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Guess Who Got This Week's Special Teams Hit Stick

Posted by Matt Terl on November 19, 2009 – 4:44 pm

Every game the Redskins win, special teams coach Danny Smith awards a “Hit Stick” to the player who delivered the most crushing shot on special teams coverage. The stick — which is an actual carved piece of wood that Smith acquired in Jamaica — then lives with that player until the next time it’s given out, sort of like a smaller-scale, woodier Stanley Cup.

Can you guess who got the Hit Stick this week? Hint — it’s the person who said the following: “We have a Hit Stick every week that everyone’s trying to get. So guys like H.B. [Blades], me, Mike [Sellers], Chris Wilson, are always trying to make that hit. And this week happened to be my number.”

So obviously it’s not Blades, Sellers, or Wilson (although you can read an entertaining account of Wilson’s time last year with the Hit Stick over at the DC Sports Bog). Here’s another hint:


Okay, that was less a “hint” than a “video of the Hit Stick-winning play,” but whatever. Lorenzo Alexander is your Hit Stick winner this week for the hit that nearly sparked a riot at Tuesday’s charity event.

“Danny’s always preaching ‘Same foot, same shoulder, more power,'” Sellers said about the play. “Well, in Lamont Jordan’s case, that didn’t work out too well.” (Sellers claims that he “got tired of” winning the Hit Stick and leaves that stuff to guys like Alexander now.)

Rock Cartwright was also a fan of Alexander’s hit. “I watched it on film here AND I watched at home,” Cartwright said. “That was a MAMMOTH of a hit. It was crazy, because all I heard was a ‘BOOM,’ like somebody shot a gun or something. Next thing you know I see Devin [Thomas] jumping around, and I see Lamont Jordan on the ground. That was a big time hit.”
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A Surprisingly Lively Fourth And Life Event

Posted by Matt Terl on November 19, 2009 – 2:53 pm

There’s probably some kind of mathematical equation describing how the rowdiness level of room increases as you add teenage boys per square foot, but I don’t know the specific math of it. What I do know, after Tuesday’s Washington Redskins Charitable Foundation 4th & Life High School Football Forum at FedExField, is that roughly a thousand high school upperclassmen football players squeezed into a relatively confined space = a lot of rowdiness.

The 4th & Life program — sponsored by Coca-Cola, fact fans! — is, in essence, a forum for current professional football players to impress upon high school football players just how important education is, and just how ephemeral a football career can be. Tuesday, it was Lorenzo Alexander, Kevin Barnes, Malcolm Kelly, and Brian Orakpo.

They each addressed the students — who were from all over Maryland, Virginia, and the District — and then took questions in a Q&A format. Alexander, as the senior player, also served largely as the emcee of the event, but it was Kelly’s story that best exemplified the kind of message the players were trying to convey.

“I came in ballin’ during training camp [in 2008],” Kelly said. “Middle of training camp, right before preseason’s gettin’ ready to start, I’m in the starting rotation. Me, Santana Moss, and Antwaan Randle El. I go out there in practice, I was walking back from the huddle — not out there running around, not out there jumping up and landing funny; I was walking back to the huddle — I felt my knee give out, I fall to the ground.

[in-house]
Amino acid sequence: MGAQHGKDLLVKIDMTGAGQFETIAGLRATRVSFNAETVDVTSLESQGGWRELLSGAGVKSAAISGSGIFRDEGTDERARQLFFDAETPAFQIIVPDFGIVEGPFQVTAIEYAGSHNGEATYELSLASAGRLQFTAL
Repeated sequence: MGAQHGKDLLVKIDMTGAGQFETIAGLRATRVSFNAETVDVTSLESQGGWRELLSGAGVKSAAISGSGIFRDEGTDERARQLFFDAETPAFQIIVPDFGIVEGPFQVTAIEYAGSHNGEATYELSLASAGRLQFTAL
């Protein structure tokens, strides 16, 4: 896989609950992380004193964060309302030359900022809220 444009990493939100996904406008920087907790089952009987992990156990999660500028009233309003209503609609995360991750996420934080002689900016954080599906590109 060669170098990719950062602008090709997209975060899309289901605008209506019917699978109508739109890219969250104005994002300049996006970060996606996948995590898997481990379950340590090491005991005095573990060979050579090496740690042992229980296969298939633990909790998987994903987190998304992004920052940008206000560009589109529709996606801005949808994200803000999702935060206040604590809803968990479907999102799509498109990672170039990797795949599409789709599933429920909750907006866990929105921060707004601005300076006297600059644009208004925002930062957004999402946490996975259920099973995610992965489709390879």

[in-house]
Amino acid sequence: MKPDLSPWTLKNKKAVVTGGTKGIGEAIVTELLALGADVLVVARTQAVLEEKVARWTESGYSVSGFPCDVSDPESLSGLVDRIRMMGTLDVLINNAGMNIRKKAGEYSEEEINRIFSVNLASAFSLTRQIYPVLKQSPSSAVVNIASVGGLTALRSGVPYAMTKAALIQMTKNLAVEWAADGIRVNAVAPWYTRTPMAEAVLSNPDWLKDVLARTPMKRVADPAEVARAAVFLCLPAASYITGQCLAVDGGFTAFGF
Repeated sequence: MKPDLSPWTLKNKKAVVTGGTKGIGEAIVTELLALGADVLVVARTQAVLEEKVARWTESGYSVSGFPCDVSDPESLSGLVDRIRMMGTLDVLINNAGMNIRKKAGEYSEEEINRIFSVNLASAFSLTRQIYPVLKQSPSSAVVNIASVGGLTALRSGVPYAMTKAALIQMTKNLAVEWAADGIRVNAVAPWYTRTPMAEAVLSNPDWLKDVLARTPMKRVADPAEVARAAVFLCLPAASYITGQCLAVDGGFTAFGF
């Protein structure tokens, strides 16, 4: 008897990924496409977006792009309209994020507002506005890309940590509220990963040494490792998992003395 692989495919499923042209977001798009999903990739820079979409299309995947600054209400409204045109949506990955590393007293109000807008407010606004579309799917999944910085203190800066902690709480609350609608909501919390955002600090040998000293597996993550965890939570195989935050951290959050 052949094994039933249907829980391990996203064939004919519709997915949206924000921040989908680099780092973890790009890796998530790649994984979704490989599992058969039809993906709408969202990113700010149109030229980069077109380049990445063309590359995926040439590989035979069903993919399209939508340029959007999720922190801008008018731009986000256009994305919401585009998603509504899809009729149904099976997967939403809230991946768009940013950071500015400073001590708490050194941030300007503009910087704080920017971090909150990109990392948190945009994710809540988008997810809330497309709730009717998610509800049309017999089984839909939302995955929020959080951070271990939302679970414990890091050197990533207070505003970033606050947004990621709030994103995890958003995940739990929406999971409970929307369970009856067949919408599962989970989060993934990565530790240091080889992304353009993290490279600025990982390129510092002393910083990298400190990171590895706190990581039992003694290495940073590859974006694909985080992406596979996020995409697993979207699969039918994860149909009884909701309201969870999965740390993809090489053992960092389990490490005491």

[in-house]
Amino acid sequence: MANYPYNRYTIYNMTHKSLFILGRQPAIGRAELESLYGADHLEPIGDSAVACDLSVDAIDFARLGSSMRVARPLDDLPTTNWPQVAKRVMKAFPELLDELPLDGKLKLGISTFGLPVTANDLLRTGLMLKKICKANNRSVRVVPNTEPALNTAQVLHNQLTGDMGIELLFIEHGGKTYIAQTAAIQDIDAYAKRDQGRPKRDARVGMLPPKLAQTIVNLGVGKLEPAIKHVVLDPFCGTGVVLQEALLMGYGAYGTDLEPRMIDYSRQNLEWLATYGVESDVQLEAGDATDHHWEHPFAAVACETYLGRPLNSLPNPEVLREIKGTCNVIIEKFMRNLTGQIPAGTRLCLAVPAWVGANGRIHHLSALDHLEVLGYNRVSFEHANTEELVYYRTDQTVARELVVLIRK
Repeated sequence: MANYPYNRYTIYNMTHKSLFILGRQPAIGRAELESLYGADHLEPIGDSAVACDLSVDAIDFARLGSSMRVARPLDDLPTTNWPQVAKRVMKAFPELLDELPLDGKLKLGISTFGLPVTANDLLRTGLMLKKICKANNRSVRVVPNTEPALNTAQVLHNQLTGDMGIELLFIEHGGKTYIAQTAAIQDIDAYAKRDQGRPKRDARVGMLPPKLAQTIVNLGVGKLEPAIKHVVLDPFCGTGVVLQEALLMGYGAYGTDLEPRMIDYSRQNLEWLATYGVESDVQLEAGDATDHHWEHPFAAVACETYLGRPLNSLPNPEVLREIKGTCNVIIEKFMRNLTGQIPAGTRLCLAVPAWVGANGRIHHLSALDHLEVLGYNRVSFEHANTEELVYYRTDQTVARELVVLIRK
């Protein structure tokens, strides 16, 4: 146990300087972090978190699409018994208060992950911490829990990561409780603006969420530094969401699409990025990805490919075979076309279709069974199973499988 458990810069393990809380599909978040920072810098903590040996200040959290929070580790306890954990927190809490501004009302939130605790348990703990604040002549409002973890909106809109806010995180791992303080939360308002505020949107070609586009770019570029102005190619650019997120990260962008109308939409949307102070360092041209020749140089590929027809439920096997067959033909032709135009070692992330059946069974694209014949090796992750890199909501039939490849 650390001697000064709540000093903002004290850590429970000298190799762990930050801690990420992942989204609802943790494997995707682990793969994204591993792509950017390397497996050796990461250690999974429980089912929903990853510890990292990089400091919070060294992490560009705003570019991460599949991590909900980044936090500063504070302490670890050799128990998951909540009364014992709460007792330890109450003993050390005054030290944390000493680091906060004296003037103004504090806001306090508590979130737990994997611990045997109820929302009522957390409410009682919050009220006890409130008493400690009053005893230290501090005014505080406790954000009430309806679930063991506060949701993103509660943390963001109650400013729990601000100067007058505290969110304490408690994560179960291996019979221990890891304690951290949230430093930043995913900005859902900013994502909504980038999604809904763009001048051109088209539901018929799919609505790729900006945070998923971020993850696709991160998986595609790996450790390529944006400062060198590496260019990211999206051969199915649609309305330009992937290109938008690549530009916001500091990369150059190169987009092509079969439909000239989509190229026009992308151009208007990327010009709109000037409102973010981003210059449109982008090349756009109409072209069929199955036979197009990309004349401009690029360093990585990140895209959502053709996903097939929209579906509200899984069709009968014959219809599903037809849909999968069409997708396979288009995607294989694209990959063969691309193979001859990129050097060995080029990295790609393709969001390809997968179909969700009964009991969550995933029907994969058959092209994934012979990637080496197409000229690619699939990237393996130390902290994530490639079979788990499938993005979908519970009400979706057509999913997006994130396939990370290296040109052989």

“So just like that, it can be over. It can be done with. Luckily, I was able to rehab it and come back, and be able to fight for the number two spot or whatever. But it can be taken away, man, just like that. So you really gotta take advantage of your oppontunities.

“I never really listened to people talk about all that education stuff; I just let it go in one ear and out the other. But at the end of the day, that’s the only thing that’s guaranteed. That’s the only thing that somebody cannot take away from you, man. What you know. The knowledge in your head, nobody can ever take that away from y’all.”

And that was a message that the players successfully brought across to a rowdy, fidgety, boisterous crowd of young men, not all of whom seemed to be exactly listening. Which came to a head, when — strangely — Lorenzo Alexander was fielding questions. Read more »

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Thursday, November 19: Dallas Week On CBS, 1983

Posted by Matt Terl on November 19, 2009 – 9:17 am

In some ways, any rivalry is by definition about nostalgia. It’s about the accrual of loathing for a specific opponent over a number of years. Without that — without the memory of a few heartbreaking losses, a few dominating wins, a few extracurricular events — you don’t have a rivalry at all. You just have what the Redskins used to have with the St. Louis Cardinals when the Cardinals were in the NFC East: a team you play a lot.

So here’s a bit more Dallas Week nostalgia for you. For me, Pat Summerall will always be the TV play-by-play voice of these games. The NFL On CBS music brings back early ’80s NFC games. The vaguely greenish tint of the video reminds me of what the screen picture actually looked like in the days before HDTV.

Meaning? This is the intro to a Week 15 game between 12-2 teams who had faced off in the previous year’s Conference Championship game. Extracurriculars? The game that follows this intro would end as a 31-10 Redskins win, which would frustrate the Cowboys to the point that they broke up the then-traditional Fun Bunch end zone high five. So, yeah, this says rivalry to me as much as anything could, even if it does say nostalgia just as emphatically.

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